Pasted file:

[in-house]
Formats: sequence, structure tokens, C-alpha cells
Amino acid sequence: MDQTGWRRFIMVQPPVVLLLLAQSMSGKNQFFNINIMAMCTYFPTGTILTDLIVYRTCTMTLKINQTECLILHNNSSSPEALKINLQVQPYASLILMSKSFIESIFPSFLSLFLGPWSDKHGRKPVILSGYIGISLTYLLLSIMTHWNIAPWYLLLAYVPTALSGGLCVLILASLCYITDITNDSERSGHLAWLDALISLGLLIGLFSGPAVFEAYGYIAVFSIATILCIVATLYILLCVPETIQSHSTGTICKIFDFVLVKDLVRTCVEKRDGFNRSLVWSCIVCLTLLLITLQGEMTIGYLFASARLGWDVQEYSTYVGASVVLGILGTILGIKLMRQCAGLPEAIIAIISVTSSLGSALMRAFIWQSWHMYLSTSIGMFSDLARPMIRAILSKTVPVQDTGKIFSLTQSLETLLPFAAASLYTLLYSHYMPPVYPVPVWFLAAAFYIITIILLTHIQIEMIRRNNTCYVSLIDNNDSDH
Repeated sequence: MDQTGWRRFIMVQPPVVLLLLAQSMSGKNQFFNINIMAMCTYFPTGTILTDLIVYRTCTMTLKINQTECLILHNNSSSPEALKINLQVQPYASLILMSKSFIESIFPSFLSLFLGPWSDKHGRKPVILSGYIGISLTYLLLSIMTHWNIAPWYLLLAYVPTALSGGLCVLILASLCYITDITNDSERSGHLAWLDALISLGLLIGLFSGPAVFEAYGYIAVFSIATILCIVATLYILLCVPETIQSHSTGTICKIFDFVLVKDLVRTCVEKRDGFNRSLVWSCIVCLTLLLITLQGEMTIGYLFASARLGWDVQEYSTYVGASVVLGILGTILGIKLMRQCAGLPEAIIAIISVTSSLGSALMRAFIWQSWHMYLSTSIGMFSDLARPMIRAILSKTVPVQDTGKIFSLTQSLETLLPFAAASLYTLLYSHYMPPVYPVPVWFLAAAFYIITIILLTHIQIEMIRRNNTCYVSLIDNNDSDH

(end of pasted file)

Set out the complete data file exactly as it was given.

[in-house]
Formats: sequence, structure tokens, C-alpha cells
Amino acid sequence: MDQTGWRRFIMVQPPVVLLLLAQSMSGKNQFFNINIMAMCTYFPTGTILTDLIVYRTCTMTLKINQTECLILHNNSSSPEALKINLQVQPYASLILMSKSFIESIFPSFLSLFLGPWSDKHGRKPVILSGYIGISLTYLLLSIMTHWNIAPWYLLLAYVPTALSGGLCVLILASLCYITDITNDSERSGHLAWLDALISLGLLIGLFSGPAVFEAYGYIAVFSIATILCIVATLYILLCVPETIQSHSTGTICKIFDFVLVKDLVRTCVEKRDGFNRSLVWSCIVCLTLLLITLQGEMTIGYLFASARLGWDVQEYSTYVGASVVLGILGTILGIKLMRQCAGLPEAIIAIISVTSSLGSALMRAFIWQSWHMYLSTSIGMFSDLARPMIRAILSKTVPVQDTGKIFSLTQSLETLLPFAAASLYTLLYSHYMPPVYPVPVWFLAAAFYIITIILLTHIQIEMIRRNNTCYVSLIDNNDSDH
Repeated sequence: MDQTGWRRFIMVQPPVVLLLLAQSMSGKNQFFNINIMAMCTYFPTGTILTDLIVYRTCTMTLKINQTECLILHNNSSSPEALKINLQVQPYASLILMSKSFIESIFPSFLSLFLGPWSDKHGRKPVILSGYIGISLTYLLLSIMTHWNIAPWYLLLAYVPTALSGGLCVLILASLCYITDITNDSERSGHLAWLDALISLGLLIGLFSGPAVFEAYGYIAVFSIATILCIVATLYILLCVPETIQSHSTGTICKIFDFVLVKDLVRTCVEKRDGFNRSLVWSCIVCLTLLLITLQGEMTIGYLFASARLGWDVQEYSTYVGASVVLGILGTILGIKLMRQCAGLPEAIIAIISVTSSLGSALMRAFIWQSWHMYLSTSIGMFSDLARPMIRAILSKTVPVQDTGKIFSLTQSLETLLPFAAASLYTLLYSHYMPPVYPVPVWFLAAAFYIITIILLTHIQIEMIRRNNTCYVSLIDNNDSDH